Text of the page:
Newcastle Are Already in England’s Top 5

The Independent is reporting today that Newcastle United will take their place at the top of European football tomorrow, as the new European Club Association (ECA) conducts their first general assembly in Switzerland.


Newcastle United are England’s 5th representatives on ECA – with the top 4

The meeting will last a couple of days and the organization has been created to represent football clubs in Europe and has replaced the G14 forum, which initially included Europe’s top 14 clubs.  Newcastle was not included in G14.

Under the UEFA ranking system, England are entitled to send five clubs, and Newcastle United have been selected for the 5th spot behind the big four of Chelsea, Manchester United, Arsenal and Liverpool.

We’re not sure why Newcastle were chosen, but it may be because we’ve had more European games than any other club in England, other than the top 4 teams – over the last 10 years or so.

Scotland have three places allocated and Hearts will join Celtic and Rangers in representing the Scottish League.

There are a total of 103 clubs represented in the association, which will represent all of UEFA’ 53 football associations, and each association will have at least one representative.

Michel Platini, who is the EUFA President, had the G14 set of clubs disbanded, and replaced it with this ECA (European Clubs Association).  Karl-Heinz Rummenigge from Beyern Munich, is the chairman-designate, and he will be confirmed when the body convenes for the first time tomorrow and Tuesday.

Karl-Heinz Rummenigge, of Bayern Munich, says the organisation does not support FIFA’s “six plus five” proposal.

That’s a scheme by which teams can field a maximum of five foreigners, but the ECA are backing UEFA’s version, in which clubs must include eight “home-grown” players in their squad for European competitions next season.

This is exactly what Newcastle will be doing in the future, developing their own players from a young age, just like Arsenal have done so successfully over the last 10 years or so.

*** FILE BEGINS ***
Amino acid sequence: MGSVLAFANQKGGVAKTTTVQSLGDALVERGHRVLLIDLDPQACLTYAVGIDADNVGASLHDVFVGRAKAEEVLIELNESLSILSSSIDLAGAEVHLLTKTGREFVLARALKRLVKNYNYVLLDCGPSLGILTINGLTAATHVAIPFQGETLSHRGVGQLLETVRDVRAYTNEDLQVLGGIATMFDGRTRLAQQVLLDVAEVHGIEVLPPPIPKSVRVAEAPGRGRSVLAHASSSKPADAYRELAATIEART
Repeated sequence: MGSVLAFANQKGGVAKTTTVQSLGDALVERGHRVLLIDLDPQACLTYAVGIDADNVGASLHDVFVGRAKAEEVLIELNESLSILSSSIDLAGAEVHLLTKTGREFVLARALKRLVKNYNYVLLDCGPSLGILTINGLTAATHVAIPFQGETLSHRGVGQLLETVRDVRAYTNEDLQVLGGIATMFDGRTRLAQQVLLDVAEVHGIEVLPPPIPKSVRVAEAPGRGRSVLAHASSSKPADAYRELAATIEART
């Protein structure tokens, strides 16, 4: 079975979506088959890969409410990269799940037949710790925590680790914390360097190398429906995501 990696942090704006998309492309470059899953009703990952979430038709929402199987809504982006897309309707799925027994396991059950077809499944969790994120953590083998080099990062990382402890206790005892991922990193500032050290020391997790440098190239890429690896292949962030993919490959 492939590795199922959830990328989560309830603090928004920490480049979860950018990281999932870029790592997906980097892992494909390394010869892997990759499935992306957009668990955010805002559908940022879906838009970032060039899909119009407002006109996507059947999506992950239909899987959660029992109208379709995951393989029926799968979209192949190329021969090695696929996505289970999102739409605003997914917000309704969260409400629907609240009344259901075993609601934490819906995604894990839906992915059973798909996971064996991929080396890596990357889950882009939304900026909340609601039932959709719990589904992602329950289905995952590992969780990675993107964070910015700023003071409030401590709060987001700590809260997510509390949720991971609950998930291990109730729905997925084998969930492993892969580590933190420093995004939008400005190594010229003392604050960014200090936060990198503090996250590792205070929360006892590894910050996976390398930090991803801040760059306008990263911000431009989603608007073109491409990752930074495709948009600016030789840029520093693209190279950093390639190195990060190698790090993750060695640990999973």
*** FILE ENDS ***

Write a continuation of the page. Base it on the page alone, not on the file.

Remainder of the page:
Chelsea, Manchester United and Rangers from Britain were among the 16 founding members of the association, which was created in January.

Chelsea’s chief executive Peter Kenyon has been on the transitional board since that time, and the 15-strong executive board will be elected tomorrow, and will have at least on English representative on it.

The ECA has already won important some important concessions for European clubs in the continuing conflict with the demands made by international football.

  1. International matches will eventually be switched from Wednesday to Tuesday, which will allow players to return to their club teams earlier, and be ready for the following weekend game.
  2. International players based in Europe will not have to take part in more than one friendly game for their country, when those games are played on other continents.
  3. The ECA has forced UEFA to pay clubs whose players appear in a European Championship or World Cup.

The first two will, at least, have an impact on our African four at Newcastle, Mark Viduka and new boy – Argentine International, Jonas Gutierrez.

Arsène Wenger of Arsenal, as one example, has been concerned for a long time about players from South America or Africa being forced to make long journeys for friendlies and returning too late to prepare properly for the next domestic game.

Newcastle had lots of concerns a few seasons ago with Nobby Solano on that score, which never pleased Bobby Robson, who was then manager of the club.

The African Nations Cup, which takes place in January every two years, and upsets many leading clubs, including a number from the English Premier League, like Newcastle, will now start 2 weeks earlier in 2010.

That will help European clubs who have a mid-winter break, but of course that will not help English clubs at all.

The clubs will be paid at the rate of around €4K (£3.2K) per player per day, and that amounts to a grand total of around £34.4M which UEFA will give over to clubs, who had players participating in the recent Euro 2008.

Liverpool, as an example, with four players in the winning Spain squad for a month, should receive almost £400K.

The concern UEFA had with G14, was at some stage the clubs in the G14 would break away on their own and form an elite European League, if they did not get a change of format for the Champions’ League, in addition to UEFA payments to clubs, for their international players.

Newcastle may not be the 5th best team in the Premier League right now, we’ll have to wait until next May for that.   😀

But they are already among the elite 5 clubs who will now represent England’s club’s interests in Europe.